Rats’ willingness to explore a novel environment was tested in a modification of the “novel room situation” used to assess temperament in young children. With rat-sized novel objects, opaque walls and a reassuring cover– the test is designed to minimize rat anxiety and allow the animals to explore a full range of responses to benign novelty. To measure exploration, the arena was divided into a 3×3 grid and researchers counted the number of times a rat moved from one adjacent square to another.
Based on their behavior, the rats were categorized as of “neophobic” ,”neophilic”, or “intermediate” temperaments. Neophobic infant rats (20 days old) explored the environment 6 times less than their neophilic sisters, visiting 8 squares compared with 47 in the neophilic animals. When tested again in adulthood, this temperament difference persisted, although it became less pronounced.
Females that had been neophobic as infants developed mammary tumors earlier than neophilic females. 80% of the neophobic rats had a palpable tumor by 390 days, compared with 38% of the neophilic. The median life of these neophobic rats was 573 days compared with 850 days for the neophilic sisters. Importantly, temperament did not affect the rate of progression of disease– once a palpable tumor was detected, the rats died at similar rates. However, the age of onset was much earlier in the neophobic animals. Similar results were obtained for pituitary tumors.
The invesitgators then examined the hormone profiles of these rat populations. As the rats progress through puberty (transitioning from irregular to regular cycles), the neophobic rats were twice as likely to experience irregular cycles. In particular, these were marked by a long luteal phase. None of the neophilic animals experienced a prolonged luteal phase. As the animals entered young adulthood, these differences disappeared. However, at 6 months of age, they re-emerged. The females identified as neophobic during infancy began to progress into acyclic estrus. By 9 months 50% of the neophobic animals were entering menopause, compared with just 12% of the neophilic animals.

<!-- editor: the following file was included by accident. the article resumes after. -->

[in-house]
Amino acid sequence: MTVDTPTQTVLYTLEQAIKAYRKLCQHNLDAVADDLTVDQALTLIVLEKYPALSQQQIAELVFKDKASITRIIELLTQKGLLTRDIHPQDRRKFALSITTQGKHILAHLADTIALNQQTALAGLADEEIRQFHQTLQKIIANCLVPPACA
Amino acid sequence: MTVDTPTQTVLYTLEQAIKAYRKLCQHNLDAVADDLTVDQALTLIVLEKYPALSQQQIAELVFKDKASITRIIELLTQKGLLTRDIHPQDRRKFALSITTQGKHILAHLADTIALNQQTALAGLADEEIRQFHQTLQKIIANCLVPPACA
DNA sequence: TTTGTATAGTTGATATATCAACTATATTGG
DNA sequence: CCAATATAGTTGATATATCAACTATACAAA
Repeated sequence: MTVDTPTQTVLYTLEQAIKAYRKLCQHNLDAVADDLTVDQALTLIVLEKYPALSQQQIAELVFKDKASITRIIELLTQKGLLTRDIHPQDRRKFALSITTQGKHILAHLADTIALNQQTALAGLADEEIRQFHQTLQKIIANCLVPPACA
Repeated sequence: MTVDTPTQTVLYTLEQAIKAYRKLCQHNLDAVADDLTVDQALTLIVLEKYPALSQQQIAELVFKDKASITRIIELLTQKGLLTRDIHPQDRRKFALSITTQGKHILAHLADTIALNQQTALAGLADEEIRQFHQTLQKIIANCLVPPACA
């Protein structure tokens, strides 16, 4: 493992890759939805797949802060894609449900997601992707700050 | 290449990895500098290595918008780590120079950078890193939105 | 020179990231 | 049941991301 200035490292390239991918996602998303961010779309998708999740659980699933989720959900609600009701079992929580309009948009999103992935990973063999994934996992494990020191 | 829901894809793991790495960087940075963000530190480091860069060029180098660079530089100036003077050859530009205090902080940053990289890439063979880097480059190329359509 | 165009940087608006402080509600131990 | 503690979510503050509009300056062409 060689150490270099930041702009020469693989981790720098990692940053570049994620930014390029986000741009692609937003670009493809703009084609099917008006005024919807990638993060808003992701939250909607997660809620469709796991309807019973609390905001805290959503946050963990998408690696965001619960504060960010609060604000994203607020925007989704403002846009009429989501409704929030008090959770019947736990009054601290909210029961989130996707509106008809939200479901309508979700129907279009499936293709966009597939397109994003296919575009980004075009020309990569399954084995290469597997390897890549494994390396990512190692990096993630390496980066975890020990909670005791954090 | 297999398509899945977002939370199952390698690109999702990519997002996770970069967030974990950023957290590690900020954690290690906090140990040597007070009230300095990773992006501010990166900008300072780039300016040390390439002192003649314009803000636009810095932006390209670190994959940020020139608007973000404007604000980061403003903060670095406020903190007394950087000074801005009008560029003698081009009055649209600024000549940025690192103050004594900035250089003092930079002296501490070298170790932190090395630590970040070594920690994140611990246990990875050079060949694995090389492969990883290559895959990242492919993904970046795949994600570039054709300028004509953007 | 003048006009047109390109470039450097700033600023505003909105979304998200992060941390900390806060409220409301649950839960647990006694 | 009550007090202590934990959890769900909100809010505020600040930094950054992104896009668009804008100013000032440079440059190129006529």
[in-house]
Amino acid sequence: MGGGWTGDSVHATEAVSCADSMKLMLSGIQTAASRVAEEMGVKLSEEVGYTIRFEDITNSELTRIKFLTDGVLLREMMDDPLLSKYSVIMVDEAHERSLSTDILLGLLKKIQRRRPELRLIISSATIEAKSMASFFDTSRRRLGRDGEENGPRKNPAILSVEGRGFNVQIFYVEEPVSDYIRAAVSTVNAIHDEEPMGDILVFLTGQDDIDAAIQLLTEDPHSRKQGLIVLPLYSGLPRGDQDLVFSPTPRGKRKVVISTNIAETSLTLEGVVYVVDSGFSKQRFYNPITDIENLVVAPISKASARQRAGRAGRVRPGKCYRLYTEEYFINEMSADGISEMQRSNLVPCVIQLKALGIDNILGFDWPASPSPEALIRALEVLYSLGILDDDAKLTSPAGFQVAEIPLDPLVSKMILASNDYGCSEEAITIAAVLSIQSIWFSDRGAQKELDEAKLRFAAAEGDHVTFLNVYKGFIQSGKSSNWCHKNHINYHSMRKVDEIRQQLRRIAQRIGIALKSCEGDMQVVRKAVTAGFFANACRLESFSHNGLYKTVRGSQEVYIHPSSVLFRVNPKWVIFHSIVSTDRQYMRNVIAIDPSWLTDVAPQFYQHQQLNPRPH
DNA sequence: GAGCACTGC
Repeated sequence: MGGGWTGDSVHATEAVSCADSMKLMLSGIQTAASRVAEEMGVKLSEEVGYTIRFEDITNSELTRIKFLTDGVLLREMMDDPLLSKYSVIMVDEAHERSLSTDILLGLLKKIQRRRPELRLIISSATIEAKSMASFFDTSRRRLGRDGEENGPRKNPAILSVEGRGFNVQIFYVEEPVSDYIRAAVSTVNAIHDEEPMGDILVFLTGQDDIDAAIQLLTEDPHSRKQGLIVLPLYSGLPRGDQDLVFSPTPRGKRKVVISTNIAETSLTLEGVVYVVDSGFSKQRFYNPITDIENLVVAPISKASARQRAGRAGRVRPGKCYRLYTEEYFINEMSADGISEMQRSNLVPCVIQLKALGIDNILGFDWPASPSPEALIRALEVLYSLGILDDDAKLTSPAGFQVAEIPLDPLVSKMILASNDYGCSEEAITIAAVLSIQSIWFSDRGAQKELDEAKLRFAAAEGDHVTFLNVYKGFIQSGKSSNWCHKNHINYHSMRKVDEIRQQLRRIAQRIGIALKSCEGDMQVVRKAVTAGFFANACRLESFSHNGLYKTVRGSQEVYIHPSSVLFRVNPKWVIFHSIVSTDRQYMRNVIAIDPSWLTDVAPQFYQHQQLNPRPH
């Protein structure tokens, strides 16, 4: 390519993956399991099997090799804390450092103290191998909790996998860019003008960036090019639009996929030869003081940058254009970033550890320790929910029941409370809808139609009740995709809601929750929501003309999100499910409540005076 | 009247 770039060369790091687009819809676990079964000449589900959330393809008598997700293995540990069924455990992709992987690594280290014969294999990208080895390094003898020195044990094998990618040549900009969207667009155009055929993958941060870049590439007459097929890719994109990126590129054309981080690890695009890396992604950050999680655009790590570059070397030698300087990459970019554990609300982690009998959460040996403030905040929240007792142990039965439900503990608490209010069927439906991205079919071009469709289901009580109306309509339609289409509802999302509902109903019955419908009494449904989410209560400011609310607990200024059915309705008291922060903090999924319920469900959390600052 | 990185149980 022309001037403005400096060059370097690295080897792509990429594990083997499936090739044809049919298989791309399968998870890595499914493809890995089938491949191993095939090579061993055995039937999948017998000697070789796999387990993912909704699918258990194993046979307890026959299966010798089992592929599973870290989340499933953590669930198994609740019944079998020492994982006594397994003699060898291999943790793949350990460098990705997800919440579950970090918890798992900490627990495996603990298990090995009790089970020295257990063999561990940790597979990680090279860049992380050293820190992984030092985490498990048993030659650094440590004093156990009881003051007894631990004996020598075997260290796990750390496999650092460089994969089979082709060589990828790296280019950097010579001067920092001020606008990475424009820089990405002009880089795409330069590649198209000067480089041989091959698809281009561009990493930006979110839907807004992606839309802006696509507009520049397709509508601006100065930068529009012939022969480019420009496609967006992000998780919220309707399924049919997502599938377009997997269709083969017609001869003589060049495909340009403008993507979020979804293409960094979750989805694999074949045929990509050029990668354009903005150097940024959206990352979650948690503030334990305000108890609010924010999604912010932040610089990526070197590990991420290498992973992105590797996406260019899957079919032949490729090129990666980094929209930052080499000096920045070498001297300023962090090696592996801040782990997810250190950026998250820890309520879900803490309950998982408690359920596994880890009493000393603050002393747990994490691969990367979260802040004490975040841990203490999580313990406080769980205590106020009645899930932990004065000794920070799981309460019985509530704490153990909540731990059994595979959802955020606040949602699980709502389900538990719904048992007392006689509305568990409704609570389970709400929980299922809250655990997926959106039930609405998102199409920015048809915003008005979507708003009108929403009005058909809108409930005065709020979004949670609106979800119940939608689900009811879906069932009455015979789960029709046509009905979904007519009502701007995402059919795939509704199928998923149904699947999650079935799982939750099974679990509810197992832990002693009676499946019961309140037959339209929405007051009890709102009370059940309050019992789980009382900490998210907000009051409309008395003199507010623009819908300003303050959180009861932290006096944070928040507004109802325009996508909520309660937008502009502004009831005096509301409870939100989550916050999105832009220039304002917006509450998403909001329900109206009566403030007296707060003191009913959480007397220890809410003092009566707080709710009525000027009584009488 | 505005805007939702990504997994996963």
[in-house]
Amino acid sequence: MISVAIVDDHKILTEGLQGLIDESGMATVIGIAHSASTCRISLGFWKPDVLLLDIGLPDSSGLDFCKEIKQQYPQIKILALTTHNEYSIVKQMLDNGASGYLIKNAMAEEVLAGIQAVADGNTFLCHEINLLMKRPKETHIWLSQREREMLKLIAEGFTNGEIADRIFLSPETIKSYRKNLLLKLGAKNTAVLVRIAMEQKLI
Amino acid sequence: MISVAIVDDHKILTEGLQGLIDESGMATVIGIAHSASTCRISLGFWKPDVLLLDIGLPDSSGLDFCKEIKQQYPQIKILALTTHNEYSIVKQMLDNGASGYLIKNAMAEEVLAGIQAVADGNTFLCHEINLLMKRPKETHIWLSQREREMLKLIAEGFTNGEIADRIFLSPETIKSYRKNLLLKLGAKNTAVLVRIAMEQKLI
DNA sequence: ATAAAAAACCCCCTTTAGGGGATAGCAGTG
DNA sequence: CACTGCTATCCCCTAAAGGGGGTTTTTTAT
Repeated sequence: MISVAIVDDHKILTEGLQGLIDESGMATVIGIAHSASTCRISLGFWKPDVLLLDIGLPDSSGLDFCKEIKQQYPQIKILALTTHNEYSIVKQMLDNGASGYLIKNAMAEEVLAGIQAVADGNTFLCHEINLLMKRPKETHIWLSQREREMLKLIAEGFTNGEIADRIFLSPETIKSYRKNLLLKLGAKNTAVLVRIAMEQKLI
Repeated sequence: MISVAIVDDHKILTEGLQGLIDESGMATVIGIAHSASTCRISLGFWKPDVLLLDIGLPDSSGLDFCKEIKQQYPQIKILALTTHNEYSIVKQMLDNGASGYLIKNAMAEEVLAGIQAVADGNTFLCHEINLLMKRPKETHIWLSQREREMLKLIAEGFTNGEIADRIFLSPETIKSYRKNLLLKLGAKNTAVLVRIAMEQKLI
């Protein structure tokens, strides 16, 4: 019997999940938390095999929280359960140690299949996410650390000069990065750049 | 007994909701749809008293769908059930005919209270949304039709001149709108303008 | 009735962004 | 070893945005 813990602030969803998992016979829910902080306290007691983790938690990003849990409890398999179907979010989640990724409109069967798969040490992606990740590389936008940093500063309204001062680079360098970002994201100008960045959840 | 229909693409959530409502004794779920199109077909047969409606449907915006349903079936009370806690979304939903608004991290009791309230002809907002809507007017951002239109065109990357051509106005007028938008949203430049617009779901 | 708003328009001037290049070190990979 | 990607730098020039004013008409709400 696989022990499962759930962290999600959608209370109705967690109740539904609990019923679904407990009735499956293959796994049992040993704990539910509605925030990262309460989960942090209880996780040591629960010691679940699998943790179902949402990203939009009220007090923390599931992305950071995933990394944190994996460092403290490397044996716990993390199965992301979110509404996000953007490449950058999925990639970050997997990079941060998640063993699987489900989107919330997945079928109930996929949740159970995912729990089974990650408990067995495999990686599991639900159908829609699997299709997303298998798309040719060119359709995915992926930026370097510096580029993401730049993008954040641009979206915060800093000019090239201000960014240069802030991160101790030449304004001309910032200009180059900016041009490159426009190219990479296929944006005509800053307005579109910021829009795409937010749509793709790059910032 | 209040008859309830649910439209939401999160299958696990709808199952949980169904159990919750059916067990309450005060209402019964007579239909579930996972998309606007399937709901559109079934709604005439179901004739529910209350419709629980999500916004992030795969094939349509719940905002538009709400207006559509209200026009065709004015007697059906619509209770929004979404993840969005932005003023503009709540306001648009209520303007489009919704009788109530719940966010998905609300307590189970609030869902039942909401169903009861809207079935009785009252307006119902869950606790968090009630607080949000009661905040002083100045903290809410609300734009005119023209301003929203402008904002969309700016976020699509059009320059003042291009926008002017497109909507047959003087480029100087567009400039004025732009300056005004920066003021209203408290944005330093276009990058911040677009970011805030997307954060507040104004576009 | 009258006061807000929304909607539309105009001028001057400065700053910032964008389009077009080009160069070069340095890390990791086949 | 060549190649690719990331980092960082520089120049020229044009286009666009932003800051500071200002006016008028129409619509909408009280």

In contrast, delayed menopause and high estradiol in middle age is associated with greater breast cancer rates in humans. This means that elevated estrogen was probably not responsible for accelerated mortality in the neophobic rats. The authors propose a much more basic mechanism. Based on the early reproductive senescence and the rats’ corticosteroid responses when under stress, the neophobic temperament seems to be associated with accelerated aging in a variety of systems.
Mad Science Mama finds it fascinating that while the behavorial differences fade over time, a neonatal trait predicts life-long differences in hormone profile and health. This work might also help clarify other studies on temperament and patient survival. Such studies have typically focused on the patient’s attitude once a tumor has been diagnosed- earlier behavior traits might in fact be more informative.
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